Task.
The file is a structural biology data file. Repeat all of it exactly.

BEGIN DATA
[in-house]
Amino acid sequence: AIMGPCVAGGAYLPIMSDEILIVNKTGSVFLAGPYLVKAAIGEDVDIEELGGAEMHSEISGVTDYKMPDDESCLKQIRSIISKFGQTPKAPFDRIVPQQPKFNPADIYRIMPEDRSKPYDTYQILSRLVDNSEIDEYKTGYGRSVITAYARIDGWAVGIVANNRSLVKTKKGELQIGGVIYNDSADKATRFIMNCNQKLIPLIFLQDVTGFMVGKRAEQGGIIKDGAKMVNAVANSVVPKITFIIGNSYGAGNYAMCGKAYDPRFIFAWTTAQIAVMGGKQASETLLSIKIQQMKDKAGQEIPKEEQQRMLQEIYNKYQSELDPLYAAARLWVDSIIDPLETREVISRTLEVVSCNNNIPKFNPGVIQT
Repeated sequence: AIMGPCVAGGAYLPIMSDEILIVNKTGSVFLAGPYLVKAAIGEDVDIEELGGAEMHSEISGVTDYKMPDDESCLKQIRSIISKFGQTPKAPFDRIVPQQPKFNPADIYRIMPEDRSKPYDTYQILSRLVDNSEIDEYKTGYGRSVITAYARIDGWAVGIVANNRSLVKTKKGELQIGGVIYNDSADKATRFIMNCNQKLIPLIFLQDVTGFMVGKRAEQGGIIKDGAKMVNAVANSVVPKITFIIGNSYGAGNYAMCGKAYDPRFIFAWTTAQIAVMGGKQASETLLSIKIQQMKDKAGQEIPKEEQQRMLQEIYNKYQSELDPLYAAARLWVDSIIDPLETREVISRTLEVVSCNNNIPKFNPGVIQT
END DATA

[in-house]
Amino acid sequence: AIMGPCVAGGAYLPIMSDEILIVNKTGSVFLAGPYLVKAAIGEDVDIEELGGAEMHSEISGVTDYKMPDDESCLKQIRSIISKFGQTPKAPFDRIVPQQPKFNPADIYRIMPEDRSKPYDTYQILSRLVDNSEIDEYKTGYGRSVITAYARIDGWAVGIVANNRSLVKTKKGELQIGGVIYNDSADKATRFIMNCNQKLIPLIFLQDVTGFMVGKRAEQGGIIKDGAKMVNAVANSVVPKITFIIGNSYGAGNYAMCGKAYDPRFIFAWTTAQIAVMGGKQASETLLSIKIQQMKDKAGQEIPKEEQQRMLQEIYNKYQSELDPLYAAARLWVDSIIDPLETREVISRTLEVVSCNNNIPKFNPGVIQT
Repeated sequence: AIMGPCVAGGAYLPIMSDEILIVNKTGSVFLAGPYLVKAAIGEDVDIEELGGAEMHSEISGVTDYKMPDDESCLKQIRSIISKFGQTPKAPFDRIVPQQPKFNPADIYRIMPEDRSKPYDTYQILSRLVDNSEIDEYKTGYGRSVITAYARIDGWAVGIVANNRSLVKTKKGELQIGGVIYNDSADKATRFIMNCNQKLIPLIFLQDVTGFMVGKRAEQGGIIKDGAKMVNAVANSVVPKITFIIGNSYGAGNYAMCGKAYDPRFIFAWTTAQIAVMGGKQASETLLSIKIQQMKDKAGQEIPKEEQQRMLQEIYNKYQSELDPLYAAARLWVDSIIDPLETREVISRTLEVVSCNNNIPKFNPGVIQT